Trevor Stanback, 6-10, C, Cali Style 16s, 2016
Having not even played a high school game and already standing 6-10, Trevor Stanback is an easy target to find. The baby bro of UNLV swingman Chace Stanback is already taller than his older bloodline and doesn’t appear to be stopping growing any time soon. He’s much more of a defensive presence at this point with his ability to block shots, but the glimpses of growth he showed offensively leave plenty of room for optimism. Any time you see a kid who just turned 14 do an up-and-under series then hit you with a jump hook with either hand, you know you’ve got one who’s got a chance to be special down the line.
Bryan Alberts, 6-4, PG, BTI Select 17s, 2014
Going in and watching another game, I caught a big point guard out of the corner of my eye shoot a picture-perfect three. As I walked closer to the guard, I saw him isolate someone at the top of the key and kill them with a crossover en route to the cup. Upon watching him further, we saw that the slick guard also had some really nice court vision and could break down the D whenever he wanted. Alberts is at a new school and as the summer goes on and more college coaches see him, expect him to receive hella offers.
Derryck Thornton, 6-0, PG, Cali Style 16s, 2016
While Riley was a man child offensively and Stanback controlled the paint on D, it was Thornton who was the engine that kept Cali Style running. He started off by shooting daggers from beyond the arc, then finished by showing a blazing quick cross and ability to finish at the cup with either hand. The son of Grammy award-winning producer Derryck “Tank” Thornton has a chance to be the second big name in his fam, provided he keeps working the way he is now.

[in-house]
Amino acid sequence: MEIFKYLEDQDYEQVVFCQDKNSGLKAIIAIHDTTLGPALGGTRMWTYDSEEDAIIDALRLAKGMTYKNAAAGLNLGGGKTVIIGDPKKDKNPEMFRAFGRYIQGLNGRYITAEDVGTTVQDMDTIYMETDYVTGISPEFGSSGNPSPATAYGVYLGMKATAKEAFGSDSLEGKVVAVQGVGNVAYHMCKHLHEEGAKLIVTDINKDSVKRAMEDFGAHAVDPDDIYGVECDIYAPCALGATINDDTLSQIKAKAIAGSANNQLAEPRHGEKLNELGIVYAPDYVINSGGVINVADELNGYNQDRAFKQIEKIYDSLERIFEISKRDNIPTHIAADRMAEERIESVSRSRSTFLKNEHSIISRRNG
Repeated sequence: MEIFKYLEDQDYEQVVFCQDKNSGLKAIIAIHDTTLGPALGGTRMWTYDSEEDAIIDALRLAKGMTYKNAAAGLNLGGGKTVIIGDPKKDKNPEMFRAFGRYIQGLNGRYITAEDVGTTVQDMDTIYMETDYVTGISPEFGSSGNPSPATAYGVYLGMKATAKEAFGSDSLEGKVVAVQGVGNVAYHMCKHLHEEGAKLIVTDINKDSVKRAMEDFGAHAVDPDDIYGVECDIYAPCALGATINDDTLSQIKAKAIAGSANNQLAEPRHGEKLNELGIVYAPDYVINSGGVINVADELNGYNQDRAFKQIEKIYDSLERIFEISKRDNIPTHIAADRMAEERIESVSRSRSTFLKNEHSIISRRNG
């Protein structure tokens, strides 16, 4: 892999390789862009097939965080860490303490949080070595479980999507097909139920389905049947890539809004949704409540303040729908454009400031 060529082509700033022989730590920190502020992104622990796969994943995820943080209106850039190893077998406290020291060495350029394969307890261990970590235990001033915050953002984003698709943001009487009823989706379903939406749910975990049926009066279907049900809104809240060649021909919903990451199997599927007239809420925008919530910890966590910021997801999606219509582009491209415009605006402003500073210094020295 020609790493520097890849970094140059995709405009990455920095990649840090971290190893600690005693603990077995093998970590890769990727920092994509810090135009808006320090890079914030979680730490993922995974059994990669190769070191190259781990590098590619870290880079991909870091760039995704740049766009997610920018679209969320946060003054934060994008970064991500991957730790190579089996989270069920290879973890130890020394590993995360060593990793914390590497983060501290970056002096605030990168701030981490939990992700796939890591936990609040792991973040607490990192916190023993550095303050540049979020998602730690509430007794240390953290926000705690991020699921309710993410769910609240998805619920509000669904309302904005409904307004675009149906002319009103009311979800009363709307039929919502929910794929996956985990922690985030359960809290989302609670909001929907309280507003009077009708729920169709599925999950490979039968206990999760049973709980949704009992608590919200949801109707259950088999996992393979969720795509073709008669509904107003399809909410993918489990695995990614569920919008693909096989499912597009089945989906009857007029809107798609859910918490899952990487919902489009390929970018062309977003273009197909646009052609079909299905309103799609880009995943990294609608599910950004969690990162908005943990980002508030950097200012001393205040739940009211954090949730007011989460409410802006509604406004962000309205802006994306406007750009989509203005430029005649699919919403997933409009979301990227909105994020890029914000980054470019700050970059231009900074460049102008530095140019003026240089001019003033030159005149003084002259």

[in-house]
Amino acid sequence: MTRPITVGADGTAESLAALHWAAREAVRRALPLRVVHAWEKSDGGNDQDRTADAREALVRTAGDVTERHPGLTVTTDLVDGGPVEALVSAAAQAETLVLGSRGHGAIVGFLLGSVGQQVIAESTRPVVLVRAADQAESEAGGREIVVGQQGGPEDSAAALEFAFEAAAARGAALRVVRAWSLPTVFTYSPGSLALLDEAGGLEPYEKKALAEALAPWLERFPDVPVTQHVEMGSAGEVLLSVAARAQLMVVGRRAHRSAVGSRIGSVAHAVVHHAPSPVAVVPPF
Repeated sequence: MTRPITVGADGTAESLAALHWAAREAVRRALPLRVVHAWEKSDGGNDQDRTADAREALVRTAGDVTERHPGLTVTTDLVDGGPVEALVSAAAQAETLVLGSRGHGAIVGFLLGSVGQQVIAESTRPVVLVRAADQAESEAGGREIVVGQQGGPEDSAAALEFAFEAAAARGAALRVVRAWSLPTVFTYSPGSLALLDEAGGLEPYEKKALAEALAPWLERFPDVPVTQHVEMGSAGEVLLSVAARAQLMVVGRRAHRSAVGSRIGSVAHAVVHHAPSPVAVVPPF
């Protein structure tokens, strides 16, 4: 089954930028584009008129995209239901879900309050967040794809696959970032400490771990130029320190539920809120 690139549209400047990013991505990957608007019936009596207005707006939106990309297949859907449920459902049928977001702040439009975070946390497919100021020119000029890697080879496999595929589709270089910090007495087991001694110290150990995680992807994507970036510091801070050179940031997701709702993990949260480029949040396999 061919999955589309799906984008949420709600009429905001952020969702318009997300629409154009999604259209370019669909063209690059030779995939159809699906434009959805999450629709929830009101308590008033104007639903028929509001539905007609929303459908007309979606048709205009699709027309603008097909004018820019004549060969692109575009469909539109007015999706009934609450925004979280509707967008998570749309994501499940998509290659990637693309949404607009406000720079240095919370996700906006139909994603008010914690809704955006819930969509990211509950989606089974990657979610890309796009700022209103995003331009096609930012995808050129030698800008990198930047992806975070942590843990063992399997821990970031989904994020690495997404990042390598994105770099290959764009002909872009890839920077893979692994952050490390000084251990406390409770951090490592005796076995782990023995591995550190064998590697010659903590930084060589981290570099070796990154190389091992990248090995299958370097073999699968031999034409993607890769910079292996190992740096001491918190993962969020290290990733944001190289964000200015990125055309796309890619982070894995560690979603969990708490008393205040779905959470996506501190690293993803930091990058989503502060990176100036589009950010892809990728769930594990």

Ryan Murphy, 6-0, PG/SG, Dream Vision 15s, 2016
A tough and gritty point guard playing up for Dream Vision, Murphy will be heading across country to do his thing at the high school level in Connecticut. Adept to play both on and off the ball, Murphy brought a consistent three-point threat and sense of toughness to the championship-winning Dream Vision squad. In fact, he wound up the team’s leading scorer and best finisher in transition. There definitely needs to be some improvement on his defense, but the total package that this young cat gives you will be enough to make him a name in recruiting circles quickly.
Devearl Ramsey, 6’0, SG/PG, Cali Style 16′s, 2016
The final member of the “big 4″ that Cali Style has is Ramsey, an explosive combo guard. He played on the same middle school team with Stanback, Riley, and Thornton…and now dominates the AAU circuit with him. He’s drawn comparisons to Ty Lawson and the similarities can definitely be seen with his explosiveness, as seen here with this dunk. He’s a two guard now but should ultimately transition to the one, making it super scary to begin to imagine how good he’ll be at Sierra Canyon HS next season.